First, in London on June 8, the U.K. government will host the “Nutrition for Growth” event, during which governments will pledge specific monetary amounts to help scale up nutrition. Following this, during Bread’s National Gathering, we are hosting an event in Washington, DC, called “Sustaining Political Commitments to Scaling Up Nutrition”, to build on our very successful 2011 event. The Call to Action will bring 40 civil society representatives from SUN countries to discuss SUN’s next steps -- and what’s needed to carry them out -- with U.S. government officials, non-governmental organization nutrition stakeholders, and others, including Bread’s grassroots activists who will be in Washington, DC, for the National Gathering. Participants will be able to judge for themselves whether the U.S. government is “walking the walk” on its commitment to ending malnutrition, particularly among women and children.
Stay tuned to this space and the Bread for the World blog for more information.
Posted by Scott Bleggi on May 14, 2013 in Africa, Agriculture, Asia, Climate Change, Development Assistance, Economic Development, Food Aid, Foreign Aid Reform, Global Hunger, Good Governance, Hunger Hotspots, Immigration, Latin America, Malnutrition, Maternal and Child Nutrition, Millennium Development Goals, Religion and Hunger, Weblogs | Comments (0) | TrackBack (0)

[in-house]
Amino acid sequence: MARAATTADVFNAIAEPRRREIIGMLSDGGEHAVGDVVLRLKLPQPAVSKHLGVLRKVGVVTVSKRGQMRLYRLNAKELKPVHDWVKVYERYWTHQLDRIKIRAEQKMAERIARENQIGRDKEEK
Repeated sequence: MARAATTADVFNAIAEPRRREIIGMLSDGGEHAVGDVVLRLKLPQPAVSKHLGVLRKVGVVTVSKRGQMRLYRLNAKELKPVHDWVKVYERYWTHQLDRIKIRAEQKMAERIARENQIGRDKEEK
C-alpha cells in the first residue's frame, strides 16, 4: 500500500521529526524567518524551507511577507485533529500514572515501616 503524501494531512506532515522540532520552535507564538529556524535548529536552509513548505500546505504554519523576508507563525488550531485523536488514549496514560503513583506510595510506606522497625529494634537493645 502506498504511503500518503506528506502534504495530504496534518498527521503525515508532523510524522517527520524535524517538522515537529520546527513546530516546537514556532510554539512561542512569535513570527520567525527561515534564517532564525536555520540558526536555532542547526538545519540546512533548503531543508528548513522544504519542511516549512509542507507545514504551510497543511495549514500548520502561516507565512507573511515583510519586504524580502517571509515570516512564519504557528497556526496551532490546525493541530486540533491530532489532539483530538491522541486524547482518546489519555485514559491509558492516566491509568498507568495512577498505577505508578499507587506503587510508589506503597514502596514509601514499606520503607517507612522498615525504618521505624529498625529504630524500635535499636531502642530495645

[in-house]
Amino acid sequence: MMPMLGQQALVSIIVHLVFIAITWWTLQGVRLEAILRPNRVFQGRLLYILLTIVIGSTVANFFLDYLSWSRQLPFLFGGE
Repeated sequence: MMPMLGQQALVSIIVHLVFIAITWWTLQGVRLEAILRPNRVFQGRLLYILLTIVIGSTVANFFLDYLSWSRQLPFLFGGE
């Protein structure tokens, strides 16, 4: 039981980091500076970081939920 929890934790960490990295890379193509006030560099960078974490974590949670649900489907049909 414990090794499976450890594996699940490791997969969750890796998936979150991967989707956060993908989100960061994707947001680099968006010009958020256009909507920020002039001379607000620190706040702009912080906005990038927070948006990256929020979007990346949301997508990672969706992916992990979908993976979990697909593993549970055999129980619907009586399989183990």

By Anna Wiersma
The Sustainable Development Goals (SDGs) were proposed at the Rio+20 Summit in 2012 as one way to extend the work of the Millennium Development Goals (MDGs) beyond 2015. The SDGs are intended to compensate for the lack of focus on climate change, biodiversity loss, and other environmental problems missing from the MDG framework. Table 3.1 shows the proposed SDG focus areas alongside the existing MDGs.